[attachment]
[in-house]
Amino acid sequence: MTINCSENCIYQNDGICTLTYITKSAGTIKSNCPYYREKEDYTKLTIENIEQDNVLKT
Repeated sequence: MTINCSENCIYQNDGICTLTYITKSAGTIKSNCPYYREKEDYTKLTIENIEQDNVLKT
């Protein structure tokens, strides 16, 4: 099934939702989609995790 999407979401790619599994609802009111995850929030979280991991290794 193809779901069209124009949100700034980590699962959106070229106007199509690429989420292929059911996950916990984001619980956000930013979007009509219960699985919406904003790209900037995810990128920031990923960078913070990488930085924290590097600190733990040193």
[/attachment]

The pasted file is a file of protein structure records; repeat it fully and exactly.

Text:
[in-house]
Amino acid sequence: MTINCSENCIYQNDGICTLTYITKSAGTIKSNCPYYREKEDYTKLTIENIEQDNVLKT
Repeated sequence: MTINCSENCIYQNDGICTLTYITKSAGTIKSNCPYYREKEDYTKLTIENIEQDNVLKT
């Protein structure tokens, strides 16, 4: 099934939702989609995790 999407979401790619599994609802009111995850929030979280991991290794 193809779901069209124009949100700034980590699962959106070229106007199509690429989420292929059911996950916990984001619980956000930013979007009509219960699985919406904003790209900037995810990128920031990923960078913070990488930085924290590097600190733990040193």